If you have already occupied all of the lanes, and if you still have an empty x4 slot, it would not work as there are no lanes left to use.

Take for instance Gigabyte GA-P67A-UD3, the same motherboard we saw above.

The way this motherboard is designed is that if you occupy all of the white x1 slots, the bottom x4 slot will NOT work. This is again due to lane limitations.

how to tell if pcie slot is bad w

Also Read:

So Can PCIe X1 Card Fit and Work in X4 Slot?

Can PCIe X1 Card Fit in X4 Slot
Image: A PCIe x1 device has the smallest connector and hence can fit in all larger slots i,e X4, X8, and X16. Image Source: howtogeek.com

Now that we’re acquainted with the core concepts of PCIe, we can better understand how PCIe x4 slot can be fitted with an x1 card.

Basically, the rule is that a small PCIe device can work on any larger slot as long as it fits and meets the bandwidth demand, simple. This is thanks to cross-compatibility of PCIe.

Not just that, but an older PCIe x1 card can work on a newer PCIe x4 slot as well. In other words, you can fit a Gen 2 PCIe x1 card in a Gen 3 PCIe x4 slot.

Similarly, a newer PCIe x1 card can also work in an older PCIe x4 slot.

Again, the PCIe x1 card WILL work in an x4 slot if:

  • It fits
  • The slot can meet the bandwidth requirement

Bottlenecking Could be an Issue

If both the x1 card and the x4 slot are of the same PCIe generation, then you will have NO bottlenecking issues at all.

However, if the PCIe version of the card is higher than that of the slot, then bottlenecks CAN occur.

For instance, a WiFi 6 Wireless Card has a throughput of about 300 MB/s on 2.4 GHz frequency. It only has a single x1 connector.

Installing this on an x4 Gen 1 PCIe slot can present bottlenecks as the max throughout of a single lane on PCIe Gen 1 is 250 MB/s (less than the rated 300 MB/s of the device).

On any other PCIe generation, you would have no bottlenecking issues at all.

Know that bottlenecking x1 cards is quite rare (unless you have a very very old motherboard) and hence you shouldn’t worry too much about it at this point.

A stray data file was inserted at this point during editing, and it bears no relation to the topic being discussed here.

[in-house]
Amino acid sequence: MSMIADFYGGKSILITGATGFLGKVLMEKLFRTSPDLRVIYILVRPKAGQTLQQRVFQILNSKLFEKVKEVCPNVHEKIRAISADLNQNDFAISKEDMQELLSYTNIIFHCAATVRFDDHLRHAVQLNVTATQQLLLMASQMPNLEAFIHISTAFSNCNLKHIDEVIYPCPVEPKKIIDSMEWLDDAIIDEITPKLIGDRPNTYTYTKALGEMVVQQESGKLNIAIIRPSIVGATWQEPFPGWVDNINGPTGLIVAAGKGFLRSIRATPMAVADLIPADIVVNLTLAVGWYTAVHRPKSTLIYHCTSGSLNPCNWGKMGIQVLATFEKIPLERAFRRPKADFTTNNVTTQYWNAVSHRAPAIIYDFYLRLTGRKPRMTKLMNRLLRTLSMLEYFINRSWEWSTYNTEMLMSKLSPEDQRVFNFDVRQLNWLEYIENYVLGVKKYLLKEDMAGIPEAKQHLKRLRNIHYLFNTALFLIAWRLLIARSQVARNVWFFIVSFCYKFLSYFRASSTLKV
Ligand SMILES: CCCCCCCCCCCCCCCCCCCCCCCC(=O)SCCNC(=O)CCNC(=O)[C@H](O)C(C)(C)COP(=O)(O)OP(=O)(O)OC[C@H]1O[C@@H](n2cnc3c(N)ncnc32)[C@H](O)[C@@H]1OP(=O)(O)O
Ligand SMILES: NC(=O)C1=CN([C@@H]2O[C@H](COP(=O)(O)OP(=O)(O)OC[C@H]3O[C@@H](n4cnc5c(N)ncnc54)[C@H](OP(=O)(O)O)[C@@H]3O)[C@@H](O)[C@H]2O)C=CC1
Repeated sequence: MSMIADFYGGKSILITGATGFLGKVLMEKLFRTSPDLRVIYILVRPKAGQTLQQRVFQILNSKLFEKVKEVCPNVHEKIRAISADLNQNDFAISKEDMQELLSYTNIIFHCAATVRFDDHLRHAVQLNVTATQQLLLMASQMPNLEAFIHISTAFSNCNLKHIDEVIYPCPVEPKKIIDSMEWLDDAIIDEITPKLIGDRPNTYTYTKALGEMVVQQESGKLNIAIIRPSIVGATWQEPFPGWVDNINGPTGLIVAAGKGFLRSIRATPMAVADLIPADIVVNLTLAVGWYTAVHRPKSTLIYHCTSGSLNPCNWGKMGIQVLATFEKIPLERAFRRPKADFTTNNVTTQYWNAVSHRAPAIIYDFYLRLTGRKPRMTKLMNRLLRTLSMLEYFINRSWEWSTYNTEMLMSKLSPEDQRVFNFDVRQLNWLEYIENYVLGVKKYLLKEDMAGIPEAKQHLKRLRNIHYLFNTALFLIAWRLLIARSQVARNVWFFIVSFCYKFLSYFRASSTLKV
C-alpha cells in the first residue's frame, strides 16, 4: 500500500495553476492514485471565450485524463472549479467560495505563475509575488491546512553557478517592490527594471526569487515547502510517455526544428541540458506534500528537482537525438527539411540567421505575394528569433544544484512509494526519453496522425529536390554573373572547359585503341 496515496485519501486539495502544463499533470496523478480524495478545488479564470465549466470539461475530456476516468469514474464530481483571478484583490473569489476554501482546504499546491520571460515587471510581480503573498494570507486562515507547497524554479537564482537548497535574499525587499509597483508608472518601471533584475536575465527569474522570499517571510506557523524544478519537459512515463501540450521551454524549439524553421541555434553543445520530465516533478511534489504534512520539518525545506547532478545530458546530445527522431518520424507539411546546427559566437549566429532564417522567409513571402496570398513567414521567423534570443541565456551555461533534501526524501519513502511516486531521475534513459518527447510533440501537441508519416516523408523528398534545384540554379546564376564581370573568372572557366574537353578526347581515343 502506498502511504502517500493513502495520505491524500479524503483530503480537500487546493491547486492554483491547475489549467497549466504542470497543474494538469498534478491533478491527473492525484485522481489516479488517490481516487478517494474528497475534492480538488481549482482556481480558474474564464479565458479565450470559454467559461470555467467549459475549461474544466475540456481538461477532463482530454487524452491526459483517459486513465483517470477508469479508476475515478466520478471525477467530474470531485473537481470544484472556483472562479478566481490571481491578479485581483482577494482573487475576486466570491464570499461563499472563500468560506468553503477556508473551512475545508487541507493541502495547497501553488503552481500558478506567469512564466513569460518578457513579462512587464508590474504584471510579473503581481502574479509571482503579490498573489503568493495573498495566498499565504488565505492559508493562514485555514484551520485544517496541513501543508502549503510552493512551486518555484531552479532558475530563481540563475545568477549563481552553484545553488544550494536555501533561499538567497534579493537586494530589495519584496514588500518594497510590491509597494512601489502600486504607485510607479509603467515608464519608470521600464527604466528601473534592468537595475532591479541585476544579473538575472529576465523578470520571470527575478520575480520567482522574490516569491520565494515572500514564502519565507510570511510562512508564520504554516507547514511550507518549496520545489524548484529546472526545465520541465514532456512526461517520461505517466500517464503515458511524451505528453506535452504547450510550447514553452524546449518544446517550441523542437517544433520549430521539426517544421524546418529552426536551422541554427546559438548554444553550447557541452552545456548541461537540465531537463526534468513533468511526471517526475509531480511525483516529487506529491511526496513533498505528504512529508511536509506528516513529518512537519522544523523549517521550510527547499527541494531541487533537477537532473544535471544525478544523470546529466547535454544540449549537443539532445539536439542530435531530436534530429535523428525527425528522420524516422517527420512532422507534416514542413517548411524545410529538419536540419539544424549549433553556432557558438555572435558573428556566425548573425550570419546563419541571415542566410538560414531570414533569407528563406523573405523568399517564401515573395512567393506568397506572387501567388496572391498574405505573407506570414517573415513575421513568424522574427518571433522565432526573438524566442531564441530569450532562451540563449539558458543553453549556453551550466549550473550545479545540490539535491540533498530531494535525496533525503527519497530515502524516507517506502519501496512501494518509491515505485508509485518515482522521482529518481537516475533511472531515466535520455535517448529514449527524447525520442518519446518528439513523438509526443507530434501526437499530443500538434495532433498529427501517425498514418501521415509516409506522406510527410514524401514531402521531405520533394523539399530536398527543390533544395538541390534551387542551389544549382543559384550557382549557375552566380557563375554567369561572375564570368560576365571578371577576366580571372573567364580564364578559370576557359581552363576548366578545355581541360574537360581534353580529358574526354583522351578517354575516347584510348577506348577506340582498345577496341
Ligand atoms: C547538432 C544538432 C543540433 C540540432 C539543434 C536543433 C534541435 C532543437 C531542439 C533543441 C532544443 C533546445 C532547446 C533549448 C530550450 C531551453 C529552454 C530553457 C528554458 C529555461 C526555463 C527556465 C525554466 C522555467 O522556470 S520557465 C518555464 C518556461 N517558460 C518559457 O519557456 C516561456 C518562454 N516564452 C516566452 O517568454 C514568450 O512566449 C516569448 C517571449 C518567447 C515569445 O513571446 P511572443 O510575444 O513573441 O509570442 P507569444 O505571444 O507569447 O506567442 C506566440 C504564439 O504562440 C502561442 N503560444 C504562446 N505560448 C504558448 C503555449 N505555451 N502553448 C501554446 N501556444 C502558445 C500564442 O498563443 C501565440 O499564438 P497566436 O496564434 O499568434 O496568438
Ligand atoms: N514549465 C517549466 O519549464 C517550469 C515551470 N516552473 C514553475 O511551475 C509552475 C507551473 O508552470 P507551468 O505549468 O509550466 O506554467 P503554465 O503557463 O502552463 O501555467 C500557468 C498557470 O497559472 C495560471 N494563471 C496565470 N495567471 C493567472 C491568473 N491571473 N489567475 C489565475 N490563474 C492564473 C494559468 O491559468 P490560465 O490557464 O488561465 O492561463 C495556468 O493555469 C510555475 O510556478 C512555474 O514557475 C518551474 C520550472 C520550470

Also Read:

PCIe Lane Width Negotiation

In our case, we have a PCIe x1 card which, as we have seen, has just one lane connector. The PCIe X4 slot, on the other hand, has 4 lanes.

When you decide to pair the two, the card will end up using just the one lane it needs from the slot, leaving the other three unused.

This is part of the startup known and lane negotiation.

Therefore, you need to understand  that plugging an x1 card in an x4 slot WILL NOT allow it use all four lanes. The x1 card does not have the physical connectors to plug to the rest of the lanes on the x4 slot anyways.

This in turn means that the x1 card will not necessarily work any faster in an x4 slot than it would in the x1 slot. In the PCIe standard, a link will work at the maximum speed of the slowest component.

So there is no real benefit here. The issue with putting an x1 card in an x4 slot is that you have reduced the potential of an x4 slot.

However, there are certain instances where, you may have no choice but to install an x1 card in an x4 slot and it will be perfectly fine.

Also Read: 10 Things That Can Be Plugged in PCIe Slots

Final Words

So to reiterate the answer to the question: can PCIe x1 card fit in x4 slot, yes you can, but it is not advisable for an ideal PC build.

The x1 card will work just fine in the x4 slot, and it will work at its best speed, however, you would have wasted a slot that you could have otherwise used for larger more powerful cards.

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Author:

Atif Qazi
Atif Qazi is the founder of PCGuide101. He is a digital nomad who loves everything PC. He is a PC builder, tech enthusiast, engineer, and a lover of single player lore-rich RPG games.